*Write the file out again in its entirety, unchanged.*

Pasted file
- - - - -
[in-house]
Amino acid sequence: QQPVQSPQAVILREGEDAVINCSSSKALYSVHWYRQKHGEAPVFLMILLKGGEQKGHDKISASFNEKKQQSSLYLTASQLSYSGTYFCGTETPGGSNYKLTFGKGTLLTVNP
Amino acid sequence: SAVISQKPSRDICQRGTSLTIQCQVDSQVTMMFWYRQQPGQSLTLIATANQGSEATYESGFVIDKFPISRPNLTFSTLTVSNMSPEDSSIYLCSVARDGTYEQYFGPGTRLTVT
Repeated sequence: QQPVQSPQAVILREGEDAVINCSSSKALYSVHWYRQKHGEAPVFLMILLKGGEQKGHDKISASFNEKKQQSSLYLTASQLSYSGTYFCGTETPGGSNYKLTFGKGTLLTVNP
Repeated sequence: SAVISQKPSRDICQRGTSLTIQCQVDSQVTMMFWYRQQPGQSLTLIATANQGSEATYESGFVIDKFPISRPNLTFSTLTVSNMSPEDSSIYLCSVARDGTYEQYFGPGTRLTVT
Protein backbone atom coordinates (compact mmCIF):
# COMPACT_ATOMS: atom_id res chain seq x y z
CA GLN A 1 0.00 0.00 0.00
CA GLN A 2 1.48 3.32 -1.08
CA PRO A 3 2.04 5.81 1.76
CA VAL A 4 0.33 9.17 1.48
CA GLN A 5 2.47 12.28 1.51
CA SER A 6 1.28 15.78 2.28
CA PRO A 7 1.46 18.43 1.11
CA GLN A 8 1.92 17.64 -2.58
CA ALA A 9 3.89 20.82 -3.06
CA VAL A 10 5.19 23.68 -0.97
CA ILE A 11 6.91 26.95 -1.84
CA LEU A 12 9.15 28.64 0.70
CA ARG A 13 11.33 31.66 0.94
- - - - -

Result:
[in-house]
Amino acid sequence: QQPVQSPQAVILREGEDAVINCSSSKALYSVHWYRQKHGEAPVFLMILLKGGEQKGHDKISASFNEKKQQSSLYLTASQLSYSGTYFCGTETPGGSNYKLTFGKGTLLTVNP
Amino acid sequence: SAVISQKPSRDICQRGTSLTIQCQVDSQVTMMFWYRQQPGQSLTLIATANQGSEATYESGFVIDKFPISRPNLTFSTLTVSNMSPEDSSIYLCSVARDGTYEQYFGPGTRLTVT
Repeated sequence: QQPVQSPQAVILREGEDAVINCSSSKALYSVHWYRQKHGEAPVFLMILLKGGEQKGHDKISASFNEKKQQSSLYLTASQLSYSGTYFCGTETPGGSNYKLTFGKGTLLTVNP
Repeated sequence: SAVISQKPSRDICQRGTSLTIQCQVDSQVTMMFWYRQQPGQSLTLIATANQGSEATYESGFVIDKFPISRPNLTFSTLTVSNMSPEDSSIYLCSVARDGTYEQYFGPGTRLTVT
Protein backbone atom coordinates (compact mmCIF):
# COMPACT_ATOMS: atom_id res chain seq x y z
CA GLN A 1 0.00 0.00 0.00
CA GLN A 2 1.48 3.32 -1.08
CA PRO A 3 2.04 5.81 1.76
CA VAL A 4 0.33 9.17 1.48
CA GLN A 5 2.47 12.28 1.51
CA SER A 6 1.28 15.78 2.28
CA PRO A 7 1.46 18.43 1.11
CA GLN A 8 1.92 17.64 -2.58
CA ALA A 9 3.89 20.82 -3.06
CA VAL A 10 5.19 23.68 -0.97
CA ILE A 11 6.91 26.95 -1.84
CA LEU A 12 9.15 28.64 0.70
CA ARG A 13 11.33 31.66 0.94